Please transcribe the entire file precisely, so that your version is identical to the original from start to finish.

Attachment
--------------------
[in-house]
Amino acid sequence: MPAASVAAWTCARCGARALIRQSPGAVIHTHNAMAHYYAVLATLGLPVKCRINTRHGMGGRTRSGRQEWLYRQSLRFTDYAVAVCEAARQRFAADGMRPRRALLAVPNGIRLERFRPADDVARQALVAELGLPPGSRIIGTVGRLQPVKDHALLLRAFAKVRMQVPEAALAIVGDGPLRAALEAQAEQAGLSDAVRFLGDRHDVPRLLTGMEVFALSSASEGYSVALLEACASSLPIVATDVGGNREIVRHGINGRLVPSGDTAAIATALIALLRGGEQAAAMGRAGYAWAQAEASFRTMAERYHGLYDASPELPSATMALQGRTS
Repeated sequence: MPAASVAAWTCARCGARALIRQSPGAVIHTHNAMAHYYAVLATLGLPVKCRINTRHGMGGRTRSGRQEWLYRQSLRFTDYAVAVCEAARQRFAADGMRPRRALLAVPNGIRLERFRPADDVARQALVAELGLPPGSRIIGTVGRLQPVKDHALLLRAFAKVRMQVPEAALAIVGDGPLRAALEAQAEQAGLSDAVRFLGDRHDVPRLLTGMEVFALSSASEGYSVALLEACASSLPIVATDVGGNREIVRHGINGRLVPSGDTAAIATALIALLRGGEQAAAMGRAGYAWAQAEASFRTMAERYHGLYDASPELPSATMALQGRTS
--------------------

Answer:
[in-house]
Amino acid sequence: MPAASVAAWTCARCGARALIRQSPGAVIHTHNAMAHYYAVLATLGLPVKCRINTRHGMGGRTRSGRQEWLYRQSLRFTDYAVAVCEAARQRFAADGMRPRRALLAVPNGIRLERFRPADDVARQALVAELGLPPGSRIIGTVGRLQPVKDHALLLRAFAKVRMQVPEAALAIVGDGPLRAALEAQAEQAGLSDAVRFLGDRHDVPRLLTGMEVFALSSASEGYSVALLEACASSLPIVATDVGGNREIVRHGINGRLVPSGDTAAIATALIALLRGGEQAAAMGRAGYAWAQAEASFRTMAERYHGLYDASPELPSATMALQGRTS
Repeated sequence: MPAASVAAWTCARCGARALIRQSPGAVIHTHNAMAHYYAVLATLGLPVKCRINTRHGMGGRTRSGRQEWLYRQSLRFTDYAVAVCEAARQRFAADGMRPRRALLAVPNGIRLERFRPADDVARQALVAELGLPPGSRIIGTVGRLQPVKDHALLLRAFAKVRMQVPEAALAIVGDGPLRAALEAQAEQAGLSDAVRFLGDRHDVPRLLTGMEVFALSSASEGYSVALLEACASSLPIVATDVGGNREIVRHGINGRLVPSGDTAAIATALIALLRGGEQAAAMGRAGYAWAQAEASFRTMAERYHGLYDASPELPSATMALQGRTS